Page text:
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#41 Phoneuma

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Posted 21 March 2015 - 09:52 AM

One of the losses here is yet another of Walker’s  larger ‘elephant tusk’ consoles, they are getting fewer and fewer and that is a shame. Apart from their individual design I’ve  always found them really comfortable and easy to use, an ergonomic triumph. Doncaster was a very fine example, built low-profile and with few pistons compared to modern consoles. That wasn’t a problem as it was so easy to flick registers on and off, almost faster than a piston, once one had worked out the double-touch function. Like the Compton ‘lighthouses’ they represented some real innovation and they looked rather impressive too. 



#42 Contrabombarde

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Posted 21 March 2015 - 01:13 PM

 

If you look at some of Ruffatti’s other instruments ‘of size’ (http://www.ruffatti....stallations.htm), they should give you an idea.

 

Thanks for the link. They have certainly had their fair share of monsters, several five manuals and a six manual. Though I noticed that in each of their five manual builds, some or indeed many of the stops were still "prepared for" making me wonder what chance these organs ever have of being completely finished? 100 stops in Buckfast sounds a lot, but how long for them all to be installed and working?

 

As an aside, can anyone tell me if their five manual in San Francisco's Davies Symphony Hall is breaking any records by having TWO 64 foot stops?



#43 Philip J Wells

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Posted 21 March 2015 - 02:06 PM

BUCKFAST: Ruffatti; 100 Speaking Stops; Two consoles; Two-year project; Cost: £2.5 million; Non English voicing. 

 

Oh, will it speak to me in Latin!!!



#44 innate

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Posted 21 March 2015 - 03:13 PM

Neither of the 64' stops at Davies appear to have any pipes so can’t be true stops.



#45 Contrabombarde

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Posted 21 March 2015 - 10:20 PM

Neither of the 64' stops at Davies appear to have any pipes so can’t be true stops.

Indeed, though almost no organs with 64 foot stops don't have compound 64s ie harmonic bass, 32 and 21/1/3 quinted. Is Sydney's trombone 64 foot long or half (or less) length? Is the Atlantic City diaphone is 64 foot long?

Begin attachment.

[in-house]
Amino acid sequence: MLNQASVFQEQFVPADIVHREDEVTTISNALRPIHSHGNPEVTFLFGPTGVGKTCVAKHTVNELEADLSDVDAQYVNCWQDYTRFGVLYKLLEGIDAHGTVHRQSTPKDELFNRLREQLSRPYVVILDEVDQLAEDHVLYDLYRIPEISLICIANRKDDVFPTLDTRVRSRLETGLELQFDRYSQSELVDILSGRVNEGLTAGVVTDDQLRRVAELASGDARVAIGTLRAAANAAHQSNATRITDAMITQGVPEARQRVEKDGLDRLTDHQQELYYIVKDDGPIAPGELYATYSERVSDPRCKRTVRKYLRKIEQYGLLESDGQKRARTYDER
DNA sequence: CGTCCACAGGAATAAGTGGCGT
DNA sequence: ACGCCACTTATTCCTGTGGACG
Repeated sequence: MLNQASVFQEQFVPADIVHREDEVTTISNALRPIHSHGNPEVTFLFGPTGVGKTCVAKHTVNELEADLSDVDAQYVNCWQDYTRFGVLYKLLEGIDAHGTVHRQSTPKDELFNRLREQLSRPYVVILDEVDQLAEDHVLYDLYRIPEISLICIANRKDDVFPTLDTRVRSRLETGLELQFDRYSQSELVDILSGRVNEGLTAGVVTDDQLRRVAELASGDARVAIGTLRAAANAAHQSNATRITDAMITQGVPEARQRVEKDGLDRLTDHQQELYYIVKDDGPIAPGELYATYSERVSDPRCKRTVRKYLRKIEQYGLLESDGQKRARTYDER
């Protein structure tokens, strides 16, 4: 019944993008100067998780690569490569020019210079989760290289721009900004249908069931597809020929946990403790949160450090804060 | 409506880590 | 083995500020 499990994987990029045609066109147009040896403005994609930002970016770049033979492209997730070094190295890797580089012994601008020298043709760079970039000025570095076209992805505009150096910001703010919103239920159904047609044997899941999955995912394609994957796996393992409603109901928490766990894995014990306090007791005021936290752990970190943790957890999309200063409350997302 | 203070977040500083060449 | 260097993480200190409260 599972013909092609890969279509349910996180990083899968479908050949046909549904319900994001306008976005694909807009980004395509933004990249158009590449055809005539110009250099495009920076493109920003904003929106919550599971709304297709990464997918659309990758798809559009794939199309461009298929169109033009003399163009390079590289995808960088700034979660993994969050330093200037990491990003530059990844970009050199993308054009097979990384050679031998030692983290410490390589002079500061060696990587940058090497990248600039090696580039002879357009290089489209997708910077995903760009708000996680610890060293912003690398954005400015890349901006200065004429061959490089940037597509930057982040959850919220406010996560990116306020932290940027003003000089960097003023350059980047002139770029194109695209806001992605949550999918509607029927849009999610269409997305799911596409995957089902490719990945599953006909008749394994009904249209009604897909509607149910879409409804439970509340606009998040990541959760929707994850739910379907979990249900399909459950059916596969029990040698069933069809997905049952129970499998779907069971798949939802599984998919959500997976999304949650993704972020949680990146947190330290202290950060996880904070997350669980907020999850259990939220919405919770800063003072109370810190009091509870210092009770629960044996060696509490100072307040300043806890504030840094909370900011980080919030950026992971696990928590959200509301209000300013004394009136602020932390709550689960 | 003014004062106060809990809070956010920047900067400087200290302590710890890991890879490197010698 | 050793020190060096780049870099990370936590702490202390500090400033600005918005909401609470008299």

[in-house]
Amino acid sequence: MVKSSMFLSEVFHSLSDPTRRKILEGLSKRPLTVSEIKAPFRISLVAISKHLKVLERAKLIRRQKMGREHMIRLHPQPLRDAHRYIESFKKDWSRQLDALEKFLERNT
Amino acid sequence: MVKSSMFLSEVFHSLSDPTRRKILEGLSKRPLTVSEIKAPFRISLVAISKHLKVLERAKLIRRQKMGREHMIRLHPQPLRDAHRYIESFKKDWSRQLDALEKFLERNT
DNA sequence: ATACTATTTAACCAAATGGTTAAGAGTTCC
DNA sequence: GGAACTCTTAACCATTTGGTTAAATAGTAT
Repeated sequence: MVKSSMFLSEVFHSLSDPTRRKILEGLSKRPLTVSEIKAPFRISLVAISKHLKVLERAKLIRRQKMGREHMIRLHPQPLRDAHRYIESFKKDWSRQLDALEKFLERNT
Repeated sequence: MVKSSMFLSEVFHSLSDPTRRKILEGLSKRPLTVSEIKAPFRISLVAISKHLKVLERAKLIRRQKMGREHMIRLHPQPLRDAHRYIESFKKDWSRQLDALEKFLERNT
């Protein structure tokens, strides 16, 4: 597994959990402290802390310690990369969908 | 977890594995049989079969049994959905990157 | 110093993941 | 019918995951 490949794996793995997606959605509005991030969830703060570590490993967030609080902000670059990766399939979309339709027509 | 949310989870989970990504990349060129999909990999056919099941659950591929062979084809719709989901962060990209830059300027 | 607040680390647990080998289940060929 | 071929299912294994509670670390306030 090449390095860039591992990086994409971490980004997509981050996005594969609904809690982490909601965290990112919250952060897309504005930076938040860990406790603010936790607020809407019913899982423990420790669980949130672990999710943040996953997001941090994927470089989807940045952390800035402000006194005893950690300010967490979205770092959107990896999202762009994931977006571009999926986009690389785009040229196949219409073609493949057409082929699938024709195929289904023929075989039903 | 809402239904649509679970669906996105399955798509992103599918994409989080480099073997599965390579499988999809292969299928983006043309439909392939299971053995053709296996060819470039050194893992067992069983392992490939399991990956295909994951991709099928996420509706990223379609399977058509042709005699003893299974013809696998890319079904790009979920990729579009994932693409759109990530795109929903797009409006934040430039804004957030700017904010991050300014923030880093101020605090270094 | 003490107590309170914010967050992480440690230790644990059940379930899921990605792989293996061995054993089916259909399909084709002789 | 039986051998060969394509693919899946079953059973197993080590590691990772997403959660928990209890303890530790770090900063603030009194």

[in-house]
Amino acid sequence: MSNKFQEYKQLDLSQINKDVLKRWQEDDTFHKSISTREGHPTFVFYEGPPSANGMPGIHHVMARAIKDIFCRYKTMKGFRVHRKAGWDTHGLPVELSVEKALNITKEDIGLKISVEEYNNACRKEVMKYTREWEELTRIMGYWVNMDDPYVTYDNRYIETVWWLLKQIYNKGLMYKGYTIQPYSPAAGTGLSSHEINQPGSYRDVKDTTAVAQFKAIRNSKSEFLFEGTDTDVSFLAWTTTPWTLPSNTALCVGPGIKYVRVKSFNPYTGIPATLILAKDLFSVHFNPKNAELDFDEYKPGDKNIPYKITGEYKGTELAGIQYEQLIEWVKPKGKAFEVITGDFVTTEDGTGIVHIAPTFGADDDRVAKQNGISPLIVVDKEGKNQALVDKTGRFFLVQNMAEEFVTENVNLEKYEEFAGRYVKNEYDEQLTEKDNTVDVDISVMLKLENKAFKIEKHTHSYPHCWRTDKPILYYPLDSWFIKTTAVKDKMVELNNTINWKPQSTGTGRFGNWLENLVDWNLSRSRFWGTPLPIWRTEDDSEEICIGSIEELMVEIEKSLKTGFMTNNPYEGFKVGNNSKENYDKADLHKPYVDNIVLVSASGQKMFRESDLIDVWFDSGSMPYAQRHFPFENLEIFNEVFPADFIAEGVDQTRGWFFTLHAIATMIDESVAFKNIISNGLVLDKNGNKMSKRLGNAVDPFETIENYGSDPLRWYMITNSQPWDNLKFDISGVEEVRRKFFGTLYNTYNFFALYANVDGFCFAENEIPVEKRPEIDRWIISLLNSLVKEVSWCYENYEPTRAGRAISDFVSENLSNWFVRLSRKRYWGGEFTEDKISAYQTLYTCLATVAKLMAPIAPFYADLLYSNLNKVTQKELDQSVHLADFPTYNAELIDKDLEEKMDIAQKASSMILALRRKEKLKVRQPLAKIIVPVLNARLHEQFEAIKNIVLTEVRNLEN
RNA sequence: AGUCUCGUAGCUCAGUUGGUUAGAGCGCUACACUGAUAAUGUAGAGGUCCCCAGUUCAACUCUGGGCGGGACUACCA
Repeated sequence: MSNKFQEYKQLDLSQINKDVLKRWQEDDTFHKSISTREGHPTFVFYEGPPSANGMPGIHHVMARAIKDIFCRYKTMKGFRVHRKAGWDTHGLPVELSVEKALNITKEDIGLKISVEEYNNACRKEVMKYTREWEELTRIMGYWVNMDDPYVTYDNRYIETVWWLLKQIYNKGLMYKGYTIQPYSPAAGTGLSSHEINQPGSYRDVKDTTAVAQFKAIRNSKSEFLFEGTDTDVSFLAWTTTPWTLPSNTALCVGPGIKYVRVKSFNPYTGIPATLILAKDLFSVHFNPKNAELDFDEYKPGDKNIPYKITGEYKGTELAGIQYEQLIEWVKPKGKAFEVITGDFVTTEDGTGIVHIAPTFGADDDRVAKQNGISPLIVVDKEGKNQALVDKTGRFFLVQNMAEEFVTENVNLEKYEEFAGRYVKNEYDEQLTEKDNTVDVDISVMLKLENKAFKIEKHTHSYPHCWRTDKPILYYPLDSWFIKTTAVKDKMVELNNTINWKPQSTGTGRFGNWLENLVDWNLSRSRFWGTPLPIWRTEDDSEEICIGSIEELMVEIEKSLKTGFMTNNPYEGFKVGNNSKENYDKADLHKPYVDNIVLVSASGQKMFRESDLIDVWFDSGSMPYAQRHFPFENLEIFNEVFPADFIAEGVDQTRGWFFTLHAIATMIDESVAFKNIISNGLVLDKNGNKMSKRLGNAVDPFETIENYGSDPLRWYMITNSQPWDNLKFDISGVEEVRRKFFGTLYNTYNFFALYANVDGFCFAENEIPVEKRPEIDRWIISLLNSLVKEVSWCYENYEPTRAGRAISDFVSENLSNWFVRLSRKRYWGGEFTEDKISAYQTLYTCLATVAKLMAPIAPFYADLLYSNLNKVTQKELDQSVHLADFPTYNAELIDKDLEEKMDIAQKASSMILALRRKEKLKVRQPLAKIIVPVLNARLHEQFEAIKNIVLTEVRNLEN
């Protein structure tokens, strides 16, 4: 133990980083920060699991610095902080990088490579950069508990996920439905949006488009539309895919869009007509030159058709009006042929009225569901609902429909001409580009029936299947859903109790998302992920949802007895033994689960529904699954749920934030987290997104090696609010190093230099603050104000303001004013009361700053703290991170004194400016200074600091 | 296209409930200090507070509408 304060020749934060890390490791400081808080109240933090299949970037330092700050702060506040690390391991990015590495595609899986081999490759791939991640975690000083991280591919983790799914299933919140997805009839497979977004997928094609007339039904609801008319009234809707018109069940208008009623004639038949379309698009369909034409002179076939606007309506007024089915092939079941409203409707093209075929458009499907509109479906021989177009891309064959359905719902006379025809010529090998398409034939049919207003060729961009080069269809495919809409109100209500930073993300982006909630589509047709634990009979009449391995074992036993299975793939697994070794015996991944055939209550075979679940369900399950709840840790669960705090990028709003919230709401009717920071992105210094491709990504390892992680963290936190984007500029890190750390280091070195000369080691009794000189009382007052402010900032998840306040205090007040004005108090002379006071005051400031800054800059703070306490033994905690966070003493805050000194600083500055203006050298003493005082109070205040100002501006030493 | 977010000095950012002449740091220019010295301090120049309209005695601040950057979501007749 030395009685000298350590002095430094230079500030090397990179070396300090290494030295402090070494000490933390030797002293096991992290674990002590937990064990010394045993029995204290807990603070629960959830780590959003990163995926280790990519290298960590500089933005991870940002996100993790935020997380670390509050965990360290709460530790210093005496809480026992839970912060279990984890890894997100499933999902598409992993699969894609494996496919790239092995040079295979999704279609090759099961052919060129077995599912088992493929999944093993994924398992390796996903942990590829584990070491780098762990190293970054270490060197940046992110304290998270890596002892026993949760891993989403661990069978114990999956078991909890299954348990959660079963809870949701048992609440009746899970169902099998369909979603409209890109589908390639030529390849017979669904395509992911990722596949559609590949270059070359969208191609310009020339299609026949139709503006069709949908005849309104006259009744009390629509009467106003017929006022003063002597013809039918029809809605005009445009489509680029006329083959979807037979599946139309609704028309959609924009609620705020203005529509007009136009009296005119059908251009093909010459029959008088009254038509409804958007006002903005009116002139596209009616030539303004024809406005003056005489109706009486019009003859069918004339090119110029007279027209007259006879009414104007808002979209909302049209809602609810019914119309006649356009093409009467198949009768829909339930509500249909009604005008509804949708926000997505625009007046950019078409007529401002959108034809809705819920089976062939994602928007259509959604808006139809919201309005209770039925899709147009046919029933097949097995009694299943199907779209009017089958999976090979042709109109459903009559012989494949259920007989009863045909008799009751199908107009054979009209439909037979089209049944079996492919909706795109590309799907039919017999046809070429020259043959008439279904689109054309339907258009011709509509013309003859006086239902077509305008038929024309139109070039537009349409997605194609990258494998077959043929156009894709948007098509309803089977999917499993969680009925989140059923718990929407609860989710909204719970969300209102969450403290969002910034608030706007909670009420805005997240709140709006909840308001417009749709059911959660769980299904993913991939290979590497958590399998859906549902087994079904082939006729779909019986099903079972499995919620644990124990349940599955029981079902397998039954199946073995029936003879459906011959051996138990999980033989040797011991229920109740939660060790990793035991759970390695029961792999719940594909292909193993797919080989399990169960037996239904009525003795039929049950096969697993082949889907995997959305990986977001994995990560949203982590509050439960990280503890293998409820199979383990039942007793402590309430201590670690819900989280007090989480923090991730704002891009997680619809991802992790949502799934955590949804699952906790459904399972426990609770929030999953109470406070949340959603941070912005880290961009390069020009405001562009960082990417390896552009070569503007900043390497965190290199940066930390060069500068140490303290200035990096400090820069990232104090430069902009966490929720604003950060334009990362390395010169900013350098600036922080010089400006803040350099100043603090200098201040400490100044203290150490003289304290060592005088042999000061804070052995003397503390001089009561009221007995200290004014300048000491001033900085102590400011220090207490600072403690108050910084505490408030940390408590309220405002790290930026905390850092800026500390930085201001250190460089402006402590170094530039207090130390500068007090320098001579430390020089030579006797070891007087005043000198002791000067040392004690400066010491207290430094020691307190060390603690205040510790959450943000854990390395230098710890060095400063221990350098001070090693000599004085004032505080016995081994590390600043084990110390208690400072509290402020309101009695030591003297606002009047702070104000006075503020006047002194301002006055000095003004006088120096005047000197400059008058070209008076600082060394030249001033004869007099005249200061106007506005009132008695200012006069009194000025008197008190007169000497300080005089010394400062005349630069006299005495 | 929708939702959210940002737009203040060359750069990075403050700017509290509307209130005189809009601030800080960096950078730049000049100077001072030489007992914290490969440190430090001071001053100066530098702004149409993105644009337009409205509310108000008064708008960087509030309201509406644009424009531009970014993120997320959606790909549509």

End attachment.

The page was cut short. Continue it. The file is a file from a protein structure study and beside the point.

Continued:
#46 Colin Pykett

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Posted 22 March 2015 - 08:29 AM

Is Sydney's trombone 64 foot long or half (or less) length? Is the Atlantic City diaphone is 64 foot long?

 

Affirmative to both questions I think, even though the following evidence doesn't quite confirm in so many words whether the resonators themselves are full length, but it implies they are. There's a not-terribly-good picture of a youngish-looking George Thalben-Ball pointing to the tongue of the Sydney reed pipe in Jonathan Rennert's biography of him.  The caption says that the pipe was said to be the largest in the southern hemisphere.  This would not have been so if the stop used half length resonators.  The pneumatic starter motor which gives the tongue an initial shove is clearly visible.

 

The organ builder Patrick Burns confirmed that the Atlantic City Diaphonic Dulzian is a true 64 foot stop (the resonator at the base is 10 inches square, becoming over 2 feet square at the top.  The vibrating tongue is 31 inches long, 3 inches wide, 7/16th inches thick and weighs 14 pounds.  The pipe is made from 3 inches thick timber).  See his article in The IAO Millennium Book.

 

(Incidentally, can I ask a question that I've posed for years to lots of people without ever getting an answer - where the heck do you put your music at Atlantic City?  There's some sort of hinged music desk which I've seen let down to a reasonable viewing level, but then it obscures some of the top keyboards).

 

CEP


"You can never know everything about something. But you can always know something about everything" - Amit Kumar

 

www.pykett.org.uk


#47 Contrabombarde

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Posted 22 March 2015 - 10:52 AM

(Incidentally, can I ask a question that I've posed for years to lots of people without ever getting an answer - where the heck do you put your music at Atlantic City?  There's some sort of hinged music desk which I've seen let down to a reasonable viewing level, but then it obscures some of the top keyboards).

 

That implies you need music when playing that thing. Generally music is for musical instruments.

 

(Dives for cover....)



#48 David Drinkell

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Posted 22 March 2015 - 05:23 PM

The Sydney 64' is certainly full-length, although when Sam Clutton visited it he said that the reed was only vibrating at half-speed (one could see it clearly through the window in the boot) so it was in fact operating as a half-length 128' stop.

 

I believe the music desk at Atlantic City can be pulled down over the top few manuals if desired.  One can do the same thing on many large instruments (e.g. St. Paul's), but the pictures of both Salzburg and Passau cathedral organs in Sumner show no desk at all.